Tax payable on sale of UK Property

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Hello

I wonder if anyone knows whether the German 10 year tax exemption rule starts running from 

exchange or completion of a UK property purchase? In our case we exchanged on a flat off-plan more than 10 years ago but actual completion was delayed and occurred 9 years ago. There is no UK CGT payable due to rebasing.

Would appreciate anyone‘s insights or experience of this.

Thanks, 

Pearly

 

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I assume that "the date of the purchase contract" is what we would call "completion", i.e. the date on which one legally signs the contract, pays the purchase price and takes legal possession of the property.  Exchange of contracts pre-dates that and one owns nothing at that point.

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Interesting - subtly different from the UK.

 

This article explains the basics of the UK process quite well.  Exchange and completion - Which? 

 

Exchange is when your legal firms swap copies of the signed contracts but they are not executed at that date.  As the article says, you are committed at that point to completing the purchase and will be subject to penalties if you back out - usually loss of your deposit.  Execution of the contract happens at completion when the date is entered and the transfer of ownership occurs.  Vendor gets their money; purchaser gets the keys and can move in.  This triggers some admin for your legal firm. They have 14 days to file your Stamp Duty Land Tax (SDLT) return and to pay the SDLT.  They also register the transfer of Title at Land Registry, generally within 30 days of completion.  There may be other tasks behind the scenes but I cannot think of any.  For all tax purposes (SDLT, CGT, Council Tax etc) completion is the crucial date.

 

If I understand correctly, that is subtly different from Germany, in that the processes after signing the contract are more protracted in Germany but in both countries it seems to be when the contract is actually executed.  If so, the OP would, I think, have to use the completion date, not exchange date for calculating the 10 years.     

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Would any gain fall under Progressionvorbehalt given that the UK has first rights on taxing property under the DTA?

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44 minutes ago, hamsterberlin said:

Would any gain fall under Progressionvorbehalt given that the UK has first rights on taxing property under the DTA?

If only up to 10 years elapsed between purchase and sale and the UK "effectively taxes" the profit from the sale, then yes, the profit from the sale would be income subject to Progressionsvorbehalt in your German tax return, so it would raise your German income tax rate on your other income, i.e. on the income on which Germany does have the taxation rights.

This right is given to Germany in the double taxation agreement (DTA) between Germany and the UK in article 23 (1) d): https://www.bundesfinanzministerium.de/Content/DE/Standardartikel/Themen/Steuern/Internationales_Steuerrecht/Staatenbezogene_Informationen/Laender_A_Z/Grossbritannien/2010-11-23-Grossbritannien-Abkommen-DBA-Gesetz.pdf?__blob=publicationFile&v=3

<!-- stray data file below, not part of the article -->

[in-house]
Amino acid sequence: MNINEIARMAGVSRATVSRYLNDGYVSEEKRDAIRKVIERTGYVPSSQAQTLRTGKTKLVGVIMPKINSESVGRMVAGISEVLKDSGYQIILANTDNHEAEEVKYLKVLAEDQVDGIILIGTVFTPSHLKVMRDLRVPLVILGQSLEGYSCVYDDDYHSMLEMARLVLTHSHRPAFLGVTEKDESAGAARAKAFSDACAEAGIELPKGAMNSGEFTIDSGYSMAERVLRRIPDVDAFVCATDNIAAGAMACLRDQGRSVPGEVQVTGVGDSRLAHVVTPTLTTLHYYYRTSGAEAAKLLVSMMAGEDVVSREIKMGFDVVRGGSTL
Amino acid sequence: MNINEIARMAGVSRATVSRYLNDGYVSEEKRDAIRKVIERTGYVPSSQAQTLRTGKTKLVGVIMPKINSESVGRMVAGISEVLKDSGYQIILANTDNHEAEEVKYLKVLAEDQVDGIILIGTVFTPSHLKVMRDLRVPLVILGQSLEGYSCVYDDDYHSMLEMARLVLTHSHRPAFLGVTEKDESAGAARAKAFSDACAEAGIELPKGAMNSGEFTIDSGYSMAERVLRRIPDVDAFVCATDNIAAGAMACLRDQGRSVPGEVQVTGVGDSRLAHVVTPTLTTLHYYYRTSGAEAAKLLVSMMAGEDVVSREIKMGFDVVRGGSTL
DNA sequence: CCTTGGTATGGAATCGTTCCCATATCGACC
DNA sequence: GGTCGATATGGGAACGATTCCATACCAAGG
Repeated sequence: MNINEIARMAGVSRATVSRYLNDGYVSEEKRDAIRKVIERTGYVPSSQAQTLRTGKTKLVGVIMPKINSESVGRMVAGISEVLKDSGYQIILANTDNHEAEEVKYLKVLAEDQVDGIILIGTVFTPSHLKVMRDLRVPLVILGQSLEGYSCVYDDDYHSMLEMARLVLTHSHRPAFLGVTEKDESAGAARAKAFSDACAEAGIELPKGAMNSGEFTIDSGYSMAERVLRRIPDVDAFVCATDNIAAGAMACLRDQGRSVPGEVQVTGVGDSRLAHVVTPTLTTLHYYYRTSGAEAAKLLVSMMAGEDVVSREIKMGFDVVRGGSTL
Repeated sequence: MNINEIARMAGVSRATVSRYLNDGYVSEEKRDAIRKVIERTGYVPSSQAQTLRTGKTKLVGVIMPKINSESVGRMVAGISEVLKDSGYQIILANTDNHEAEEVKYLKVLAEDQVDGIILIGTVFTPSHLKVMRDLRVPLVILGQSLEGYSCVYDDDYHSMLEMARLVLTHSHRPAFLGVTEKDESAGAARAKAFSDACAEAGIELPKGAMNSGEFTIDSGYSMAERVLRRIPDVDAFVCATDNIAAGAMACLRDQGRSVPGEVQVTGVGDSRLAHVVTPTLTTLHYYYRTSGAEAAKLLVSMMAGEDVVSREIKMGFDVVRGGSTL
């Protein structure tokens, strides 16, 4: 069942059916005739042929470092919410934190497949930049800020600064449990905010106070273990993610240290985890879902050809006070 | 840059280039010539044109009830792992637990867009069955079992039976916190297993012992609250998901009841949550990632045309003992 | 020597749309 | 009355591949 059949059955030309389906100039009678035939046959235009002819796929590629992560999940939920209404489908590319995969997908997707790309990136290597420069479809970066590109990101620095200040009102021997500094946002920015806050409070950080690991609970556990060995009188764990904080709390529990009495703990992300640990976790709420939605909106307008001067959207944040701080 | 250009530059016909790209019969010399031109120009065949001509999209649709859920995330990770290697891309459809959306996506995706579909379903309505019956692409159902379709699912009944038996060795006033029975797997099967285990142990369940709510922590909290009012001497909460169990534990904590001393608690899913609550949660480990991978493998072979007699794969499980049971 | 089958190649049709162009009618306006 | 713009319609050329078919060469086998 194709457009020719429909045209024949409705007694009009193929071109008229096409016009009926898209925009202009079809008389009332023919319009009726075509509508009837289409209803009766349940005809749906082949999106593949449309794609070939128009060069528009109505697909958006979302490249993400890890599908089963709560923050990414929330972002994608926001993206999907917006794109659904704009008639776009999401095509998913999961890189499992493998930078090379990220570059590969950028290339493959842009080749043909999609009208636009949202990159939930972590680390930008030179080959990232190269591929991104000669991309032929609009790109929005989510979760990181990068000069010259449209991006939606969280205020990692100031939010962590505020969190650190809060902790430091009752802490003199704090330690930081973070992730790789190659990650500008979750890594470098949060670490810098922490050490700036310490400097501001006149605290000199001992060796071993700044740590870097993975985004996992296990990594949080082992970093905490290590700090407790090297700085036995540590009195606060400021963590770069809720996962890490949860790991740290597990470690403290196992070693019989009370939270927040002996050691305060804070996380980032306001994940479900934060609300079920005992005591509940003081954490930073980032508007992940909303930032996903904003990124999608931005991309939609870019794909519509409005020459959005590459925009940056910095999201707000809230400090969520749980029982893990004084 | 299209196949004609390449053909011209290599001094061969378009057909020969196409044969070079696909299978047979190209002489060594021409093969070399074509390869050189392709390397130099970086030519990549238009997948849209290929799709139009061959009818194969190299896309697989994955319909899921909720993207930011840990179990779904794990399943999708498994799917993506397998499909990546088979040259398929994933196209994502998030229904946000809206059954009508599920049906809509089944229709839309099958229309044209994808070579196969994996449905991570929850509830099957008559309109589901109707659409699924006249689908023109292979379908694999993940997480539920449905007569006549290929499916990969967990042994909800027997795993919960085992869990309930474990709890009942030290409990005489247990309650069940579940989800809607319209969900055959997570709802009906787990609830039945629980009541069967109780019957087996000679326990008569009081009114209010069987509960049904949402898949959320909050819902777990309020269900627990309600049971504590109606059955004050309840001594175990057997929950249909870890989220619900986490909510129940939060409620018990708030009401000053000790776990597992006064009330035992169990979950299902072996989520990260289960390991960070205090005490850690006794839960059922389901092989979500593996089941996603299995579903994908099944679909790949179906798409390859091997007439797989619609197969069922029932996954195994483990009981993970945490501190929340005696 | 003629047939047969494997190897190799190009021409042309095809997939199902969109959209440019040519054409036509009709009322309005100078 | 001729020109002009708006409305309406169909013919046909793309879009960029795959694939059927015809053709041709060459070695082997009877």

• d) Germany, however, retains the right to take into account in the determination of its rate of tax the items of income and capital which are under the provisions of this Convention exempted from German tax.

You may have noticed the "effectively taxes" in my first sentence.

What is that about?

The double taxation agreement between Germany and the UK has an "effectively taxed" clause (= subject-to-tax clause) in article 23 (1) a), which basically means that even though the DTA assigns the UK the taxation rights on the profit from the sale of real estate located in the UK in article 13 (1), if the UK then does not tax it, the taxation rights fall back to Germany:

  • a) There shall be exempted from the assessment basis of the German tax any item of income arising in the United Kingdom and any item of capital situated within the United Kingdom which, according to this Convention, is effectively taxed in the United Kingdom and is not dealt with in subparagraph b.)

So when is profit "effectively taxed"?

If, for example, you declare the profit from the sale of the UK flat/house in your UK tax return and it is less than the tax-free allowance and you therefore do not have to pay any UK income tax, then that income was still "effectively taxed".

 

For a case where the UK real estate wasn't "effectively taxed" and therefore Germany's highest court, the BFH ruled that the taxation rights on the profit from the sale revert to Germany, please see here: https://www.gkkpartners.de/mandanteninformationen/veraeusserung-auslaendischer-ferien-immobilien-1789.html

 

***************************************************************************************

 

If more than 10 year elapsed  between purchase and sale, then no, the profit from the sale of your UK flat/house would then not appear at all in your German tax return.

 

Summary: